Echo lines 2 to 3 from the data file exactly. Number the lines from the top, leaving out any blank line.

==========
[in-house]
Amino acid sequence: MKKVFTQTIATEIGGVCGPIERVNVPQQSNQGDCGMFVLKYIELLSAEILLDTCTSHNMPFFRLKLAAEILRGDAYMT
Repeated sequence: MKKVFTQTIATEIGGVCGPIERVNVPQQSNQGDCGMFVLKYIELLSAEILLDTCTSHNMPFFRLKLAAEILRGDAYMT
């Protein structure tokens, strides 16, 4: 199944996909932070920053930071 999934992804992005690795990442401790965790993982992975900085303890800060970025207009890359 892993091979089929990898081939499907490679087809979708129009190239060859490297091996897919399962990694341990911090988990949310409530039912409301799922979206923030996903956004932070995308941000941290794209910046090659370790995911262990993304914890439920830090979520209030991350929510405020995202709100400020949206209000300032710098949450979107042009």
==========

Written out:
Amino acid sequence: MKKVFTQTIATEIGGVCGPIERVNVPQQSNQGDCGMFVLKYIELLSAEILLDTCTSHNMPFFRLKLAAEILRGDAYMT
Repeated sequence: MKKVFTQTIATEIGGVCGPIERVNVPQQSNQGDCGMFVLKYIELLSAEILLDTCTSHNMPFFRLKLAAEILRGDAYMT